Abstract or Introduction
One might consist that there are as many different versions of New York, as there are people who have laid eyes upon its steel pillars. Some focus more on the promising varieties, while others rather pay attention to the desperate, violent side of the city that lurks underneath the shiny surface of “post-card perfect America”. But if one searches close enough, there is always a unifying commonality that links “the subjective perceptions of the countless people who experience it”.
This unifying identity to a variety of collective phenomena, then, is probably what forms the keel and backbone of Colson Whitehead’s “The Colossus of New York”. In his introductory essay “City Limits”, which sets the tone for the entire collection, he writes that the city is full of people, “each haunting the streets of his or her own New York, not one of them seeing the same thing”. But even though there are so many different ways to experience the city, that it becomes almost impossible to describe how a single being might observe the city, he sets out to bring as many different approaches to reality together as possible. By combining numerous subjective viewpoints and assessments, he manages to illuminate the city in all its dazzling diversity.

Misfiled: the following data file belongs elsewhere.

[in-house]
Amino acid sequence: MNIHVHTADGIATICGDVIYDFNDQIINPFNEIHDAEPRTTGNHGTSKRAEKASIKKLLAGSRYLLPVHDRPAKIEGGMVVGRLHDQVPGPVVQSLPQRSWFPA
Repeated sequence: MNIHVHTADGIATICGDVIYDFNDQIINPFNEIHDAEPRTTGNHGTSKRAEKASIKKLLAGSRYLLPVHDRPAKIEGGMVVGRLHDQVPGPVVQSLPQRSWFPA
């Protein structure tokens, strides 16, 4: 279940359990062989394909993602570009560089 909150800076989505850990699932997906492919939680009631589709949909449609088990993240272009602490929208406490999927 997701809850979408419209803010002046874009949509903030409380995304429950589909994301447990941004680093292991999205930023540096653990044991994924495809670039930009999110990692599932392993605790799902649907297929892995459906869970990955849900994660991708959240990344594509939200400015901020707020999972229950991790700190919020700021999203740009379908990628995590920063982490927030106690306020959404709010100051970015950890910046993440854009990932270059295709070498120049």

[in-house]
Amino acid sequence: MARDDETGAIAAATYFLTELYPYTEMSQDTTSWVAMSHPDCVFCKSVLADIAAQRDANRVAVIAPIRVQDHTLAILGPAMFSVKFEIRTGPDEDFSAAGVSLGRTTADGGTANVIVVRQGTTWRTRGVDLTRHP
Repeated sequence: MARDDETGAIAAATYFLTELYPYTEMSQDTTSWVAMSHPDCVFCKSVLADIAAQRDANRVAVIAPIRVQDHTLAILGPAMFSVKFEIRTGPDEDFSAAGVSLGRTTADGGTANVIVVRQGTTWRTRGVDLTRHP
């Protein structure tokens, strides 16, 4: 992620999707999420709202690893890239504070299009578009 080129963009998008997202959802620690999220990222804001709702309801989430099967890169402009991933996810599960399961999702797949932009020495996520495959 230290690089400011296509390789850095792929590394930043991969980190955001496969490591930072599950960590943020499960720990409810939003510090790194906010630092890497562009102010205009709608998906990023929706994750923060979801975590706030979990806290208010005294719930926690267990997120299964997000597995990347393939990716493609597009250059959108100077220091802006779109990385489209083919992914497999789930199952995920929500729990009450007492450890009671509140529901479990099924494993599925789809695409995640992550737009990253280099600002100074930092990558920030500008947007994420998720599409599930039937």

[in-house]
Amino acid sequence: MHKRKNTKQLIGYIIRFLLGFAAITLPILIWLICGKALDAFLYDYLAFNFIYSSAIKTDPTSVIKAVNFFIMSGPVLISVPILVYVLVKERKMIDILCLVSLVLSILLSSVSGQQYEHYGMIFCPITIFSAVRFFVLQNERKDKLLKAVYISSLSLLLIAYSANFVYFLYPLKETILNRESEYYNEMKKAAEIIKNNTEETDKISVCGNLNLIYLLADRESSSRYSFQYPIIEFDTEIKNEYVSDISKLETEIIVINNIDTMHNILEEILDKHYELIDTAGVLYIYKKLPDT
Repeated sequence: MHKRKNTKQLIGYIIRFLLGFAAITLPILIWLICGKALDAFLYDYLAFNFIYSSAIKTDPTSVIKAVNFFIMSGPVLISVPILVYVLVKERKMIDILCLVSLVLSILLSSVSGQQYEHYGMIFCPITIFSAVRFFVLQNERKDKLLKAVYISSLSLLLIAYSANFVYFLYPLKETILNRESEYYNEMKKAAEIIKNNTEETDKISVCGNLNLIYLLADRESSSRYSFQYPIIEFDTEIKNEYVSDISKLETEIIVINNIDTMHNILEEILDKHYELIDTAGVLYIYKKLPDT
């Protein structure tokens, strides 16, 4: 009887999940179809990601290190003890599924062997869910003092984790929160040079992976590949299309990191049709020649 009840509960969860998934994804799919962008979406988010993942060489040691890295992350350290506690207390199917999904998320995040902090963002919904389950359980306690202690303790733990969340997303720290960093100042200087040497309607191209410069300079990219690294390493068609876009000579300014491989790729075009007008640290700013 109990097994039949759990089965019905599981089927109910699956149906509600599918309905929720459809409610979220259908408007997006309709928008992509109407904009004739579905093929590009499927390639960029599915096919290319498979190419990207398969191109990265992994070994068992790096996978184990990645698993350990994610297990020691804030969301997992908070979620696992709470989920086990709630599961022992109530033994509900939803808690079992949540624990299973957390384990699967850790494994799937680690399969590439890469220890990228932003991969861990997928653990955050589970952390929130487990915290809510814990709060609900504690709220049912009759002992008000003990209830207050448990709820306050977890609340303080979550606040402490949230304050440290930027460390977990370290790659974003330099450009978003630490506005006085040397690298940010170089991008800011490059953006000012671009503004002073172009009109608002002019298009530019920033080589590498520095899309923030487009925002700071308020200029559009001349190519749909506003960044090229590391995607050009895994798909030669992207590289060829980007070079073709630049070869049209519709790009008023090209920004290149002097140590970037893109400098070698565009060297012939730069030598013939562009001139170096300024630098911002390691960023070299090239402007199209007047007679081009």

- Quote paper
- Ann-Kathrin Latter (Author), 2018, Building a city with words. Multi-perspective storybuilding in Colson Whitehead's "The Colossus of New York", Munich, GRIN Verlag, https://www.grin.com/document/424853